Guide To Oil Palm Cultivation

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(Recommended by FAO and compiled by Vincent A. Yusuf)

Oil palms are cultivated in the regions where they grow well. The oil palm needs a region with the following characteristics:

Where it is hot all year round

The oil palm grows well where it is hot all year round: between 25 and 28 degrees C.

If the temperature drops, the oil palm produces fewer leaves and is more often attacked by diseases. It therefore yields less. A hot temperature enables the oil palm to make many leaves and to produce many clusters of fruit.

It needs a lot of sunshine. Where there is a lot of sunshine, there will be strong photosynthesis, provided the oil palm is in soil which gives it water and mineral salts. The leaves grow large, the fruit ripens well, and there is more oil in the fruits.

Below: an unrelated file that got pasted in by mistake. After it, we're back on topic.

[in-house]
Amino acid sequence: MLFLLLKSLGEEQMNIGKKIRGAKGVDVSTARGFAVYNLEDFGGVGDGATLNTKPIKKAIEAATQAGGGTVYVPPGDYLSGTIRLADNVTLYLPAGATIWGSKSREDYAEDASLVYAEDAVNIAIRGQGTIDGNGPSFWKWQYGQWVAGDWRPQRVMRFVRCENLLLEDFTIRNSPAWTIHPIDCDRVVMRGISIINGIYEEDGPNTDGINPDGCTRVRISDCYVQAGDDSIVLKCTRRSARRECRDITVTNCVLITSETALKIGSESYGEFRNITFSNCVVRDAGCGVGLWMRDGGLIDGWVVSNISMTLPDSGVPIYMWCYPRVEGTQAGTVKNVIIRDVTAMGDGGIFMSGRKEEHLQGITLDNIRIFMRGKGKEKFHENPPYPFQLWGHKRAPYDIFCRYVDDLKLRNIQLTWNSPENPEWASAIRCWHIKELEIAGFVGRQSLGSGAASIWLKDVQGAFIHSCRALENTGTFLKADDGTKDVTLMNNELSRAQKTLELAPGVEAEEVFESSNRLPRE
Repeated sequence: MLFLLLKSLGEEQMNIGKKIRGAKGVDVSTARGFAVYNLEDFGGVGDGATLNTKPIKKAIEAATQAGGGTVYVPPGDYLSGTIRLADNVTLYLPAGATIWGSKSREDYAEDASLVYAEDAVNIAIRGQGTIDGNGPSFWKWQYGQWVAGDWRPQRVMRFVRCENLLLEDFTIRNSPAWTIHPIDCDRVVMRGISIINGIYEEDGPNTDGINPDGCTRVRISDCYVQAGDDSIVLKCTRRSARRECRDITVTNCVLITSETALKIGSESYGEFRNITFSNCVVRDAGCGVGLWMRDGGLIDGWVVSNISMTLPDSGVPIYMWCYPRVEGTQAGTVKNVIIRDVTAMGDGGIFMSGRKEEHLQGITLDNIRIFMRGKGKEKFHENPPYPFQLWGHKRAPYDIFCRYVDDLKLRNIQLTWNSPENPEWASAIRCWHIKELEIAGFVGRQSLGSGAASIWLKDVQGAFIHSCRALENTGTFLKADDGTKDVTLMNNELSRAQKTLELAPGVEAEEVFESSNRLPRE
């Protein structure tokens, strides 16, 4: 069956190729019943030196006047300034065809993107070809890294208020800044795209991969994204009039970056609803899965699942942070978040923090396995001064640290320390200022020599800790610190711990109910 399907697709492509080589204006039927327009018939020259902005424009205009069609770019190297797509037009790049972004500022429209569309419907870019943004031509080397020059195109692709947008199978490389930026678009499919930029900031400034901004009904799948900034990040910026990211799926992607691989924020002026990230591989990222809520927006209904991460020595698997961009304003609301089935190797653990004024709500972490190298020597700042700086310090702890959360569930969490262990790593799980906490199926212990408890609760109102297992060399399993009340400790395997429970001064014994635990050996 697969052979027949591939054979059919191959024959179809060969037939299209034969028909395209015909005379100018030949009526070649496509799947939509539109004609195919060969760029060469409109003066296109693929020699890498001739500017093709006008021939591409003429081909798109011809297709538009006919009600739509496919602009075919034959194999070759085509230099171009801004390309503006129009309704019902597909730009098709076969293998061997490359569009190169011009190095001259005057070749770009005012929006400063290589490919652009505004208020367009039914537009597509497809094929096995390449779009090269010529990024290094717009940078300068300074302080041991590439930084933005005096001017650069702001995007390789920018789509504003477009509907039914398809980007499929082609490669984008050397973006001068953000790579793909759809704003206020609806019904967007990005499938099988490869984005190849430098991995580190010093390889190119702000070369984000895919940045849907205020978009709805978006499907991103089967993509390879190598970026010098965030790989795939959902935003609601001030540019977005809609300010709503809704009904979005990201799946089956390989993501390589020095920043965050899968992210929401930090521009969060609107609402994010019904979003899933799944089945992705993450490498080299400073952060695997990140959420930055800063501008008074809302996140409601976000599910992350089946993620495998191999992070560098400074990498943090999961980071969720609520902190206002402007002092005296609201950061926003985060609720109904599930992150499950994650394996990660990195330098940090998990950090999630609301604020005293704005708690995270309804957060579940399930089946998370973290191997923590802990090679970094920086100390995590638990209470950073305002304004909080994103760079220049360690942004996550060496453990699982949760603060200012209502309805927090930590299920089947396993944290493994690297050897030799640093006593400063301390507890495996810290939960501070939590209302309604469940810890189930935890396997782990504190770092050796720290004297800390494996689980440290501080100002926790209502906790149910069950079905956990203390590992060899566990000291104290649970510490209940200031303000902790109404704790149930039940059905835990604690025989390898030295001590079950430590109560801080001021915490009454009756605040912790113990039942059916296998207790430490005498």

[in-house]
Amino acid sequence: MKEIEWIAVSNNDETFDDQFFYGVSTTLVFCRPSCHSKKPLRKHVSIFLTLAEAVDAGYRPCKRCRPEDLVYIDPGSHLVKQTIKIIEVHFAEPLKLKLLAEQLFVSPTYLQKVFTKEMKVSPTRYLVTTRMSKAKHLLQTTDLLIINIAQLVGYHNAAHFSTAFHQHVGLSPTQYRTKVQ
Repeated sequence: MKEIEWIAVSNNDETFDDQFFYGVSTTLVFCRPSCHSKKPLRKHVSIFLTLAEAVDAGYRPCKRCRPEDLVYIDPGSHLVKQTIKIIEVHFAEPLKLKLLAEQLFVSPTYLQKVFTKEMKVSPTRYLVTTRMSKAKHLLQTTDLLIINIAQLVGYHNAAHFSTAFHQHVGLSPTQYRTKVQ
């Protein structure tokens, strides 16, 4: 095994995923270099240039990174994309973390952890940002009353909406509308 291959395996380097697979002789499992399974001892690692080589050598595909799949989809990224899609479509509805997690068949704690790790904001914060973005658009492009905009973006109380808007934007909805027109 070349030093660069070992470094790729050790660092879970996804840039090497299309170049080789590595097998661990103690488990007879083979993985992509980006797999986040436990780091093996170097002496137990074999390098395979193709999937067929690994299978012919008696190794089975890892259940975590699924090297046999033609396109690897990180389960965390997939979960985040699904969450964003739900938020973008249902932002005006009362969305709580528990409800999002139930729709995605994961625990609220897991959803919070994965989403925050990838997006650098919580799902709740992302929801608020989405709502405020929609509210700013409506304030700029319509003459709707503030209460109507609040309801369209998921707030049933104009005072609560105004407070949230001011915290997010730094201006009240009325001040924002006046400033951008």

It needs lots of rain or water. If it does not rain much, or if it does not rain for several months, the leaves do not grow well. If there are few new leaves, there are few flowers and few clusters of fruit.

There are fewer yields.

The plant needs where the soil is flat, deep, permeable and rich.

The oil palm needs a flat soil. If the soil is not flat, transport is difficult and costs a lot.

Erosion is severe; the water carries away the earth.

The oil palm needs a deep soil. The roots of the oil palm cannot develop if they meet a hard layer.

They cannot take up water and mineral salts that are deep down. If the oil palm does not have enough water, yields are low.

The oil palm needs a permeable soil. The oil palm does not grow well if water remains around its roots for too long.

The oil palm needs a rich soil. In order to produce many large clusters of fruit, the oil palm needs a lot of mineral salts. If the soil is poor, mineral salts can be added by applying fertilizers.